A busy section of the Nairobi central business district. The impact of social distancing, dusk-to-dawn curfew and closure of businesses has impacted on consumer spending, leading to job cuts and unpaid leave for workers as firms race to cut costs. FILE PHOTO | NATION MEDIA GROUP

Mugisha could hear the child wailing through the paper-thin walls and the mother trying desperately to console the little one. It happened every night. As a young boy he had gone for weeks with barely any food, so he knew the crying child was starving. His neighbors had become impoverished by the health regulations brought about by the COVID-19 pandemic, and some did not have food to eat.

Kenya recorded its first coronavirus case in mid-March, a few days later the government asked companies to allow employees to stay home; to limit infection. As those in upper and mid-level management continued to earn a salary, the non-essential workers were either sent on unpaid leave or were let go. His neighbours were among the latter.

Israel Mugisha is a Ugandan Gospel musician who came to Nairobi to perform when his home country closed its borders to prevent people infected with the coronavirus from entering. Like many other people, he spent his days at home and noticed the forlorn expressions on mothers’ faces, heard the children crying and decided to do something. Also, his mother would have expected him to help.

In 1980 Mugisha’s mother was working as a nurse when Milton Obote, the president of Uganda, was fighting rebels who were threatening his presidency. While he killed rebels and the civilians helping them, Mugisha’s mother was giving free basic health services to the surrounding community. Unbeknown to her, the rebels would often come to seek her assistance dressed as civilians.

One day the Special Forces were sent to kill her. They forced her to accommodate them as they bided their time. She did not bear resentment towards them and, eventually, her open and friendly attitude subdued them and they become good friends. They formed such a strong bond that when the rebels took over and threatened to kill the soldiers Mugisha’s mother gave them an ultimatum: either they spare her six “sons” or kill her together with them. The rebel leader agreed to let the soldiers live. Mugisha admired how his mother was able to make friends with anyone who crossed her path.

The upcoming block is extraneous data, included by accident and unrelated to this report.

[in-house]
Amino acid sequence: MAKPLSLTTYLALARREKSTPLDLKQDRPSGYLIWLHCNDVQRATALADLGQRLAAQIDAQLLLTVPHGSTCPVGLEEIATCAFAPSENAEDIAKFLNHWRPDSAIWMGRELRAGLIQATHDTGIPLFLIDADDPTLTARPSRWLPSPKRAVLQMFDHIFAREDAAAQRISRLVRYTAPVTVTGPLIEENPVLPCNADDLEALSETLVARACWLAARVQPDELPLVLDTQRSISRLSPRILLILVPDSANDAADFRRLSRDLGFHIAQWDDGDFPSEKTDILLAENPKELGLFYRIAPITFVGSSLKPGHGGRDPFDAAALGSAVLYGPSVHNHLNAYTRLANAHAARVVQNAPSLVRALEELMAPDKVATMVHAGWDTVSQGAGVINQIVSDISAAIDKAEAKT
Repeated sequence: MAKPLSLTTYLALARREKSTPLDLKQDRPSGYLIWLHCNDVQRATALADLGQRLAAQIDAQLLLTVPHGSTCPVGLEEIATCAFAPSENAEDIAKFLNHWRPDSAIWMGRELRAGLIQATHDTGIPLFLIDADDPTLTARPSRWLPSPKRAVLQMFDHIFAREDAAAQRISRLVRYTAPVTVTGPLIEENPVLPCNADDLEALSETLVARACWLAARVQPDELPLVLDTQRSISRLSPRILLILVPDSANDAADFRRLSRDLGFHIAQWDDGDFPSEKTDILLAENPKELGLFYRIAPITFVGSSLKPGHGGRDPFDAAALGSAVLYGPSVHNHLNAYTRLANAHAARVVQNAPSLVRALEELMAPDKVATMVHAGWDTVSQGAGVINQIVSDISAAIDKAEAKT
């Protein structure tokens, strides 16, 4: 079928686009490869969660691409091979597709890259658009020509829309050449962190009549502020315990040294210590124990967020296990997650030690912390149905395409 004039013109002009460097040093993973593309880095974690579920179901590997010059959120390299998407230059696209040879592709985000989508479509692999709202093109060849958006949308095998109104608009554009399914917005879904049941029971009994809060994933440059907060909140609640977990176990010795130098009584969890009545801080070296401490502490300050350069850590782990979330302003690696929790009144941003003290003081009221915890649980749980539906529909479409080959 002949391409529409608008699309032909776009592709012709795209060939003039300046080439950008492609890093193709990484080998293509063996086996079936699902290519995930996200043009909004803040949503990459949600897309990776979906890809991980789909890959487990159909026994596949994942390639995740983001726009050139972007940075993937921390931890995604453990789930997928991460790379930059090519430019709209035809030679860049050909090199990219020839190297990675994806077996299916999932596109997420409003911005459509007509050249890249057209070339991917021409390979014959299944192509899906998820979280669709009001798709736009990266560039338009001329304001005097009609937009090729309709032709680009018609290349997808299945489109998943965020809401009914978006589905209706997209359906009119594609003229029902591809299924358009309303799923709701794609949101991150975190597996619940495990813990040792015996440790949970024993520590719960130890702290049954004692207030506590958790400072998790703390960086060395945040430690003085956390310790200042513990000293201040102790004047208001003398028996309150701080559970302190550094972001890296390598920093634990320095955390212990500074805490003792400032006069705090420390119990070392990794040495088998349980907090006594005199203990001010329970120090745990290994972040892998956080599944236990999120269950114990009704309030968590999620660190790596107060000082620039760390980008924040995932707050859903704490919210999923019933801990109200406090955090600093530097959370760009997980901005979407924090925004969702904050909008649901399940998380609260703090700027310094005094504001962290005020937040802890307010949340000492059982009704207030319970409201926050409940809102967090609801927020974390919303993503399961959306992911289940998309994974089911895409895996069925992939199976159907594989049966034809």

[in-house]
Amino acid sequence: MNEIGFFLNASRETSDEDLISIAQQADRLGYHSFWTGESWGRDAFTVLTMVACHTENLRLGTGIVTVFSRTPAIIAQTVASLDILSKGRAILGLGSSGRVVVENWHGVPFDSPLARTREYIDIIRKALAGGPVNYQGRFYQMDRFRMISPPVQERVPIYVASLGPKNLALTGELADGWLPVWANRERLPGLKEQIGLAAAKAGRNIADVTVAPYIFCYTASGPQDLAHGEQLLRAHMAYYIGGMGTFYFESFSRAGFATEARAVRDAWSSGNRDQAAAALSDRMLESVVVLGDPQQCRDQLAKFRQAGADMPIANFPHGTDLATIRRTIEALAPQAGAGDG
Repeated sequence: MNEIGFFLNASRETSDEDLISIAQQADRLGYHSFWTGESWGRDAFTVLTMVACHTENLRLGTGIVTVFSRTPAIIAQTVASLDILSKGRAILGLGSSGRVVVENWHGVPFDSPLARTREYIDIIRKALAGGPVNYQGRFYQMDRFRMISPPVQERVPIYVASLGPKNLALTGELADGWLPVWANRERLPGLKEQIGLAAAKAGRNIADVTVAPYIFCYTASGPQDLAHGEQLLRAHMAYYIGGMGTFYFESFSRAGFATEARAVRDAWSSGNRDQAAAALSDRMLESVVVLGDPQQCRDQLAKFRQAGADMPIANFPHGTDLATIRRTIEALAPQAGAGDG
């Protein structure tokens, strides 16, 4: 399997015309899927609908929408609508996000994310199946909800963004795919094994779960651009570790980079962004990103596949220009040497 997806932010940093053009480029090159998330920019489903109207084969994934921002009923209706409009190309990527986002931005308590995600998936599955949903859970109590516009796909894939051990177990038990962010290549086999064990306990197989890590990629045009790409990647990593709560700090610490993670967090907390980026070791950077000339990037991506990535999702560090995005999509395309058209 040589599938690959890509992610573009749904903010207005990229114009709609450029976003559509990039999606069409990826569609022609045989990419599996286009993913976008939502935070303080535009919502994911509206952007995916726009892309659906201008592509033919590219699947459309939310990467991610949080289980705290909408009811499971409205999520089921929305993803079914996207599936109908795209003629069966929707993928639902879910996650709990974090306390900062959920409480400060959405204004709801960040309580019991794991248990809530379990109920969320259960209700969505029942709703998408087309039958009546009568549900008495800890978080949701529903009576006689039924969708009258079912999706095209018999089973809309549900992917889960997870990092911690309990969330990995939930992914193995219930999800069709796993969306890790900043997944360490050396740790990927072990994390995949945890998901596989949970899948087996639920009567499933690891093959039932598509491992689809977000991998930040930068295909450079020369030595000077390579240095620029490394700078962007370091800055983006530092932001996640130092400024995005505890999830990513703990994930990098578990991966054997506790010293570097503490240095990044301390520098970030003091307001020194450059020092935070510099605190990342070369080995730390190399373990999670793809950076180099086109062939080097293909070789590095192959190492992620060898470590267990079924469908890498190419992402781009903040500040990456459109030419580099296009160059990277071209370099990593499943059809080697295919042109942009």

That was not the only thing she taught him. As a child, he liked the trumpet. He watched in awe as players blew air into the mouthpiece releasing a blaring sound. Alone, Israel would try to mimic it. His mother heard him and taught him to make trumpet noises just with his mouth. The first song he learnt was Blessed Assurance. With time, he would play many other songs but as he became a self-conscious teenager, he felt that he had outgrown trumpeting and stopped.

Almost 30 years passed and he was having a hard time finding a job when his friend invited him to Nairobi to get away from his troubles. He attended a church event and decided to try trumpeting. He went on stage and trumpeted Blessed Assurance for the first time since he was a child. There was pin-drop silence from the audience. As he hit the last note the entire crowd rose to its feet and gave him a standing ovation. Event organizers gave him an honorarium for putting up a different show.

Since then, he has been coming to Nairobi, regularly, to trumpet and sing. He’s usually invited to different churches and lately, private gatherings, as well. All songs in his performance are inspired by the Christian faith. As an Evangelist, he also preaches if performing at a religious event. Mugisha works mainly in Nairobi because of its thriving Gospel music industry. His outgoing personality makes it easy to forge relationships with his neighbors, wherever he lives in Nairobi. And even though he is a struggling musician he never refuses to give them food, when they have asked.

So, it was not difficult for him to help his neighbors when the coronavirus pandemic made them jobless. He had another equally motivating reason. When he was about eight years old, the family were having a particularly difficult time. They had become so broke that they had gone for weeks eating nothing but porridge. When his mother went out to look for food, she would come back empty handed, frustrated and begin crying. When Mugisha and his siblings found their mother in that state, they also begun weeping. He still remembers the sense of helplessness as a child at not being able to alleviate his mother’s suffering. Therefore, when he heard the child crying recently it spurred him to action.

Israel wanted to help as many people as possible. He went to Facebook to ask money from his more than 4,000 followers. He raised 112 dollars, topped it up with his savings and bought food for the 40 families living near him. “As long as I have put a smile on someone’s face and the children are happy, I am content,” Israel says. The food will keep them going for some time.

By early June, more than a million people in Kenya had already lost their jobs due to the corona virus. In the absence of any government relief fund, it’s been left to individuals like Israel to help their neighbors. Some give one-off donations while others make regular contributions. As long as the pandemic lasts, these efforts though small, are making a difference.

Marie Mulli is a freelance journalist and documentary filmmaker living in Nairobi, Kenya.